This article provides a critical response to Ernest Caldwell's article, Horizontal Rights and Chinese Constitutionalism: Judicialization through Labor Disputes. According to Caldwell, those looking for an emerging constitutional culture in China should be looking not in the higher courts (as the American paradigm of constitutional law suggests), but in the lower courts that settle day-to-day disputes. Moreover, the constitutional discourse in those lower courts is not about limiting state power, but about the need for "horizontal" protections of citizens--specifically laborers--from their powerful employers in furtherance of constitutional values. This article offers three responses to Caldwell's thesis. First, while acknowledging and drawing on other constitutional traditions in western liberal democracies to illustrate the significance of "horizontal rights" in constitutional thought, Caldwell nevertheless concludes that China's approach to rights is distinct from the Western tradition, glossing over important differences within Western constitutional thought. Second, while criticizing a single-minded focus on the decisions of the higher courts, Caldwell's approach remains largely court-centric;there are, however, other understandings of constitutionalism in U.S. constitutional scholarship and in the varying practices of constitutionalism in East and Southeast Asia that are less focused on courts. Finally, the observation that consti- tutional principles might play an important role in moderating private power in an age of multinational enterprises could be extended beyond the jurisdictional boundaries of the state. If private and hybrid (public-private) forms of power are increasingly operating beyond states, we need to find innovative ways of moderating that power that stretch our understanding of constitutional law. [ABSTRACT FROM AUTHOR] Copyright of Chicago Kent Law Review is the property of Chicago Kent Law Review and its content may not be copied or emailed to multiple sites or posted to a listserv without the copyright holder's express written permission. However, users may print, download, or email articles for individual use. This abstract may be abridged. No warranty is given about the accuracy of the copy. Users should refer to the original published version of the material for the full abstract. (Copyright applies to all Abstracts.)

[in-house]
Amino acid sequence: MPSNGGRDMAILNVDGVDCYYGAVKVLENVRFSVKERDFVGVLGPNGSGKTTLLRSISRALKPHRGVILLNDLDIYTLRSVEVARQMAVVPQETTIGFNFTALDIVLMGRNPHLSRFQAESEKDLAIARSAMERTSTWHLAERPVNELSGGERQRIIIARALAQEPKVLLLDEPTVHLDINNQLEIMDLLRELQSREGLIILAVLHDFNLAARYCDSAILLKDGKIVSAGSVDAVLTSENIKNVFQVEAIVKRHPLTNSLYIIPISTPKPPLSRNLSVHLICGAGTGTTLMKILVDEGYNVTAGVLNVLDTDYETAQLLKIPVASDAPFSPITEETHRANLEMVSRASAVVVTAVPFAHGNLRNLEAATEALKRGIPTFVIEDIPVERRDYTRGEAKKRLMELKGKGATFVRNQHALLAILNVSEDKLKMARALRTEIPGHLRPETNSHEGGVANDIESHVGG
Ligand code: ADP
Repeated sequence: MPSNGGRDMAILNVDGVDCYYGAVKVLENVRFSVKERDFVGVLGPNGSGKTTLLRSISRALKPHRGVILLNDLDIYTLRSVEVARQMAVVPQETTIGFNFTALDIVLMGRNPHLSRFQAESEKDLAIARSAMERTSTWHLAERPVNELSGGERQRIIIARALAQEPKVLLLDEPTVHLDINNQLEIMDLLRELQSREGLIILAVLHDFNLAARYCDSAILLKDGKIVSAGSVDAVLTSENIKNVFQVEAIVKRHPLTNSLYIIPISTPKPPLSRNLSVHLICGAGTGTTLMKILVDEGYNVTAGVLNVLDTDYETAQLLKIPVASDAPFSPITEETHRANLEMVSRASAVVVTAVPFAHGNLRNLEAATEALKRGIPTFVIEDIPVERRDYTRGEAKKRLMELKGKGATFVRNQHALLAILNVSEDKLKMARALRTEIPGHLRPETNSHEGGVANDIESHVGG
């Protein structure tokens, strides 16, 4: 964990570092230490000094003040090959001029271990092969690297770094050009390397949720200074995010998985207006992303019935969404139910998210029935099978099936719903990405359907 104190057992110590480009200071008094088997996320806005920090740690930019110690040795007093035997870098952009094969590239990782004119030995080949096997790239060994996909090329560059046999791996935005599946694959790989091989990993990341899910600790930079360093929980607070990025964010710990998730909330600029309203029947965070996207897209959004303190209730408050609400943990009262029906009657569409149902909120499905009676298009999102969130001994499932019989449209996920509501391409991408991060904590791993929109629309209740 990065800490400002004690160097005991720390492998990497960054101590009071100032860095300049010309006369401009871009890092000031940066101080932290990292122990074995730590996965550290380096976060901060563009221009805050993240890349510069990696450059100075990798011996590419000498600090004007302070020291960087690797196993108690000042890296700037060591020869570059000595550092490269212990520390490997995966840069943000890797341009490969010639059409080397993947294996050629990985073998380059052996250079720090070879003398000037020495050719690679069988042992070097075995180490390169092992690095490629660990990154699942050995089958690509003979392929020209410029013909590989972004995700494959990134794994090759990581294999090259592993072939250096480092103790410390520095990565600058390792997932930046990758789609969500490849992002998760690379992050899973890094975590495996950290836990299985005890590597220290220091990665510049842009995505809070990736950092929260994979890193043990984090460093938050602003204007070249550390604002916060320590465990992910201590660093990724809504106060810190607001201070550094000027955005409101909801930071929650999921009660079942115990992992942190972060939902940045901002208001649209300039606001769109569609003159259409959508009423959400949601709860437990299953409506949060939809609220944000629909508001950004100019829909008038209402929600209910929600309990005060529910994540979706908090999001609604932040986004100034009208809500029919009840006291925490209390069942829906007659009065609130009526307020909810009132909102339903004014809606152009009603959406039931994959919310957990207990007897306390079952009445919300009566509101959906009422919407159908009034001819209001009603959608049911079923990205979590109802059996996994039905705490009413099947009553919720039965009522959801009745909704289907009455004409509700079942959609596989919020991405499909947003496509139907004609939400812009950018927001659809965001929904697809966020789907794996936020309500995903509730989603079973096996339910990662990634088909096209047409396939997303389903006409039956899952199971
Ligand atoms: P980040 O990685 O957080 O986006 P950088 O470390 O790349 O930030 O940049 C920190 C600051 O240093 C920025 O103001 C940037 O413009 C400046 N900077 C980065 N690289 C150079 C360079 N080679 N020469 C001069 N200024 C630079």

Victor V. Ramraj,
Beyond the Courts, beyond the State: Reflections on Caldwell's Horizontal Rights and Chinese Constitutionalism,
Chi.-Kent. L. Rev.
Available at: http://scholarship.kentlaw.iit.edu/cklawreview/vol88/iss1/7